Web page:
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ModalityMetaphysics, Logic, and Epistemology$
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Bob Hale and Aviv Hoffmann

Print publication date: 2010

Print ISBN-13: 9780199565818

Published to Oxford Scholarship Online: September 2010

DOI: 10.1093/acprof:oso/9780199565818.001.0001

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Logical Necessity *

Logical Necessity *

Chapter:
(p.35) 2 Logical Necessity*
Source:
Modality
Author(s):

Ian Rumfitt (Contributor Webpage)

Publisher:
Oxford University Press
DOI:10.1093/acprof:oso/9780199565818.003.0003

This chapter explains the notion of broadly logical necessity via the principle that ‘It is logically necessary that A’ is equivalent to ‘It is logically contradictory that not A’. The relevant notion of logical contradiction is cognate to that of absolute logical consequence: a conclusion is an absolute consequence of some premisses if it follows from them no matter what ancillary or background assumptions are made. The notion of logical necessity (so understood) is defended against sceptics (notably Russell). The relationship between logical and metaphysical necessity is explored, and Ian McFetridge's thesis that logical necessity is the strongest form of non-epistemic necessity is defended. The account of logical necessity is then deployed in elucidating Gareth Evans's distinction between deep and superficial forms of necessity, and that distinction is in turn employed to rebut Dummett's argument that the logic of metaphysical necessity cannot include the Brouwerian axiom.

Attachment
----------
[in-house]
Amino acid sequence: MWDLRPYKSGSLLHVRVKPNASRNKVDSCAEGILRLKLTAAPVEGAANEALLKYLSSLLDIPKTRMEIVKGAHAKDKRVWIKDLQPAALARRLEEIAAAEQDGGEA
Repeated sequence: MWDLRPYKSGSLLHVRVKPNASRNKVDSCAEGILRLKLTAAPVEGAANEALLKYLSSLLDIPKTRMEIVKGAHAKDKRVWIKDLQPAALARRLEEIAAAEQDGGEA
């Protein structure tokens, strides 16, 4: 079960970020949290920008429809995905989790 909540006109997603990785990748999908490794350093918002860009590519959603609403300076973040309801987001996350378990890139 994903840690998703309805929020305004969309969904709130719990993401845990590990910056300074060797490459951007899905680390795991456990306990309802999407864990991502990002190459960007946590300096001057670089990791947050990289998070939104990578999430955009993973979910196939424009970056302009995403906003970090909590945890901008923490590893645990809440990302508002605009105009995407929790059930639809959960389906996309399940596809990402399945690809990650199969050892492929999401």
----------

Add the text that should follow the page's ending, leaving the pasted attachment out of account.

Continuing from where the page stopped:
Keywords:   logical necessity, logical consequence, metaphysical necessity, deep versus superficial necessity, Brouwerian axiom, Dummett, Evans, McFetridge, Russell

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